Anti-nuclear antibodies: A practical approach to testing and interpretation
How to cite this article: Santhosh P, Ajithkumar K. Anti-nuclear antibodies: A practical approach to testing and interpretation. J Skin Sex Transm Dis, doi: 10.25259/JSSTD_40_2020
Anti-nuclear antibodies (ANAs) are a group of antibodies that are characteristically associated with connective tissue diseases (CTDs). Indirect immunofluorescence antibody technique, having a high sensitivity, is the most common technique used for detection, results of which are expressed in terms of the pattern of fluorescence, substrate used, and the titer of a positive test. Other methods include solid-phase assays. ANA test must be performed only when there is a clinical suspicion of an autoimmune CTD. ANA should not be used as a screening tool for asymptomatic individuals. It is essential in clinical practice to be aware of when to order ANA testing, and how to correctly interpret the test results.
Anti-nuclear antibodies (ANAs) are a group of antibodies that target macromolecules which bind DNA, RNA, proteins, and their complexes.[1,2] Although they bind cytoplasmic components too, the term ANA was retained for historical reasons. Characteristically associated with connective tissue diseases (CTD), ANA may also be detected in other conditions and even in general population.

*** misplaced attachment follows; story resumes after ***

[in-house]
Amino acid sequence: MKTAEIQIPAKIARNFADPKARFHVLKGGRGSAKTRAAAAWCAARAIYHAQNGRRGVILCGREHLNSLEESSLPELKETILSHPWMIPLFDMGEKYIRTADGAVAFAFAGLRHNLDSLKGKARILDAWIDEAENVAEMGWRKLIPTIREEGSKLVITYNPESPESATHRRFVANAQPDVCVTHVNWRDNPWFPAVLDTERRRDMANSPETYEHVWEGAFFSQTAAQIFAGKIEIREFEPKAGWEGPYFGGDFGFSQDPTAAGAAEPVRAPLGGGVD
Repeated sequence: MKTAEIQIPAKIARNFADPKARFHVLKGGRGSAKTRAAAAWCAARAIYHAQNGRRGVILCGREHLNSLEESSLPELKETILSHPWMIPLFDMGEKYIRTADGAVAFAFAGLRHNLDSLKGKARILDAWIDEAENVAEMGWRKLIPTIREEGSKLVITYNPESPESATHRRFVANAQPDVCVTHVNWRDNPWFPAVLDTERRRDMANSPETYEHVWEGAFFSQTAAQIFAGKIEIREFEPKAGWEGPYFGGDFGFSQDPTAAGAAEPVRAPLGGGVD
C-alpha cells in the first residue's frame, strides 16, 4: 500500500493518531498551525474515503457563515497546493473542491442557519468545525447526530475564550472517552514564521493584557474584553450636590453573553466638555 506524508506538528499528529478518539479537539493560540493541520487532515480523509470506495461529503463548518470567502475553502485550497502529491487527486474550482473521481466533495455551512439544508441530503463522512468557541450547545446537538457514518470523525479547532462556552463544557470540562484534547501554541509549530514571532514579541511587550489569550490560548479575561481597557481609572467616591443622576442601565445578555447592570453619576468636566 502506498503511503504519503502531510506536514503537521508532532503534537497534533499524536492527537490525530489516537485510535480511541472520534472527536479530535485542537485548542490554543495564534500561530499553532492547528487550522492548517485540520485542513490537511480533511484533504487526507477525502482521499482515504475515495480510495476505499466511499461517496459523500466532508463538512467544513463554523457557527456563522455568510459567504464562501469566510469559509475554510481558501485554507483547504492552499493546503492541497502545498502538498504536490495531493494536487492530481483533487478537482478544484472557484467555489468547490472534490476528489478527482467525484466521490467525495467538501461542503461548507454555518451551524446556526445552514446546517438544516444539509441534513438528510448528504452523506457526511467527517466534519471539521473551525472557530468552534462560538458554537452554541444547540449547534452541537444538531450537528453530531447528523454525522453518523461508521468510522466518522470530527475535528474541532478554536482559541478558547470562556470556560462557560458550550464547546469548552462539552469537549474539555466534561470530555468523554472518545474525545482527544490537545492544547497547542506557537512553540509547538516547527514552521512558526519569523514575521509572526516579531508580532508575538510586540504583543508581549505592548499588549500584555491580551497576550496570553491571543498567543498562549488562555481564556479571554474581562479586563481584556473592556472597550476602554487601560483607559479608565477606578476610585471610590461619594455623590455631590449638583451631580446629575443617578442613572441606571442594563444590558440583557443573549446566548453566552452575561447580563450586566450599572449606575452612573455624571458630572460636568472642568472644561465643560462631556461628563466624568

LE cell phenomenon was described by Hargraves, Richmond, and Morton in 1948. Kidney or liver sections from rats or mice were used as substrates initially to detect ANAs with indirect immunofluorescence antibody (IFA) technique, which are now replaced with human epithelial type-2 (HEp-2) cells.[6-8]
Techniques to detect ANA
The methods to detect ANA can be broadly classified as indirect immunofluorescence technique and solid-phase assays.
Indirect IFA technique/fluorescent ANA (FANA)
The method of choice for the detection of ANA is the indirect IFA technique, otherwise known as FANA technique.[2,9-11] It involves incubation of serum or plasma with either a tissue section or a cell line fixed to a glass slide. Large nuclei of HEp-2 cells make the detection of fluorescence staining patterns easier. Serial dilutions of positive samples are tested to obtain an endpoint titer, and dilution prior to this endpoint is reported as ANA titer.[1,2,4,6] Three parameters are evaluated – the pattern of fluorescence, substrate used, and the titer of a positive test [Figure 1].
Interpretation of ANA titer by immunofluorescence